On Path Planning and Path Following for Wheeled Mobile Robots
The aim of the research documented and discussed in this thesis is to develop navigation methods including Path Planning, Location Measurement, and Path Following for supporting the navigation of wheeled mobile robots (WMR). The concept provides
methods for path planning, i.e. the generation of reference trajectories that the vehicle is able to follow as long as its speed does not exceed the value for which the trajectory is generated, and methods to ascertain that the resulting path is collision-free. The reference trajectories are generated while taking the dynamic and kinematic constraints of the steering mechanisms into account.
odometric methods to calculate location estimates that can be calibrated by absolute-measuring locating devices. Described in this thesis are inductive antennas sensing the lateral deviation from wires embedded in the floor, and a laser radar perceiving the geometry of the environment.
methods that allow the robot vehicle to follow a reference trajectory with a minimum of tracking error.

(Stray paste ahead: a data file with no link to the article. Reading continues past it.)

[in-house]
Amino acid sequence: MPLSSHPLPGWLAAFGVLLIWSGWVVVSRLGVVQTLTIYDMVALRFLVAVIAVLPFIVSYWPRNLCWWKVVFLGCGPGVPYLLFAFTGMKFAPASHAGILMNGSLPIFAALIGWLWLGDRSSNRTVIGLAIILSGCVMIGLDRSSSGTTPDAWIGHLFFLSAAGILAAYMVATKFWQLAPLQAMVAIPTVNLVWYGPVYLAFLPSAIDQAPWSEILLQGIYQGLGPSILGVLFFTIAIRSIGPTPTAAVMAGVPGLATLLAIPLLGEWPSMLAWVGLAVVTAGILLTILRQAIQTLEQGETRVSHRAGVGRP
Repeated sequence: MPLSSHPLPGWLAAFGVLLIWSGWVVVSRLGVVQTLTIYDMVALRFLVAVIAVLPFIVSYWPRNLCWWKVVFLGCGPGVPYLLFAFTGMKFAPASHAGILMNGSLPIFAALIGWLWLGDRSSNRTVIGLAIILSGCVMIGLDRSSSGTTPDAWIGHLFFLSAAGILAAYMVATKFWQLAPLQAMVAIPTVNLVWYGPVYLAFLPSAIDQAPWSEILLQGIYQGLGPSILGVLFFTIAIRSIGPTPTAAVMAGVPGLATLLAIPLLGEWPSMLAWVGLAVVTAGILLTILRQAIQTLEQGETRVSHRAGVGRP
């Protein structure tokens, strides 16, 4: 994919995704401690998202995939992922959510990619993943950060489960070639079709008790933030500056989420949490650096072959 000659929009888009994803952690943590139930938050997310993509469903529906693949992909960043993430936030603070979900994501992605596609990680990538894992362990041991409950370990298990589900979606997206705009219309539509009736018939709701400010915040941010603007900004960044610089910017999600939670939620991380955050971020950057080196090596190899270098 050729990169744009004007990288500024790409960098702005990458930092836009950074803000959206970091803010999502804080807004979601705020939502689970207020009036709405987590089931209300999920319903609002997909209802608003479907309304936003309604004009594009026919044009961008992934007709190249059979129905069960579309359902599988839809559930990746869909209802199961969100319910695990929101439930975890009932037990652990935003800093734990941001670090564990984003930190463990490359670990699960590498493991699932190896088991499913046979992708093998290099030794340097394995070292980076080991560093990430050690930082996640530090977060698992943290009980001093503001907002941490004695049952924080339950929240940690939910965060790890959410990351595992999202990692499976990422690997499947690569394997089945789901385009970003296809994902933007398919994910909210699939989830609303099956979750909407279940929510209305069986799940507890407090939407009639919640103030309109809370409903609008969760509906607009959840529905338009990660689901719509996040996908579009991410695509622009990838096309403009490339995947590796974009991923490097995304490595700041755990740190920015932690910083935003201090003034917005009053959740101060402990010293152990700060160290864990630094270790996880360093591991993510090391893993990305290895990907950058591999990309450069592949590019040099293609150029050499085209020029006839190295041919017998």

When analyzing the different types of locating systems and vehicle configurations, we can see that each individual solution or design has certain advantages in performance, cost, etc. The emphasis is on finding methods that allow the use of different kinds of locating systems and are applicable to mobile robots independently of how the steered and driven wheels of the vehicle are configured. Striving for that goal, a method of path planning and path following using virtual wheels is introduced to simplify trajectory tracking, especially for curved trajectories. This method is applied to different vehicle configurations such as tricycle-type vehicles, differential vehicles, and vehicles with multiwheel steering.
To support planning and verification of the resulting paths for these configurations, a concept of reference path and corresponding resulting path generation is proposed. Based on this concept, an interactive CAD-Simulator software package was developed providing tools for visualization and storage of path elements such as reference trajectory and resulting trajectory, sweep surface, and wheel tracks.
In order to improve mobility during certain maneuvers for vehicles transporting heavy loads, a locomotion and steering concept utilizing a conical wheel is described.
The concepts described have been implemented in actual applications and the architecture of both hardware and software is documented in Papers A, B, C, and D.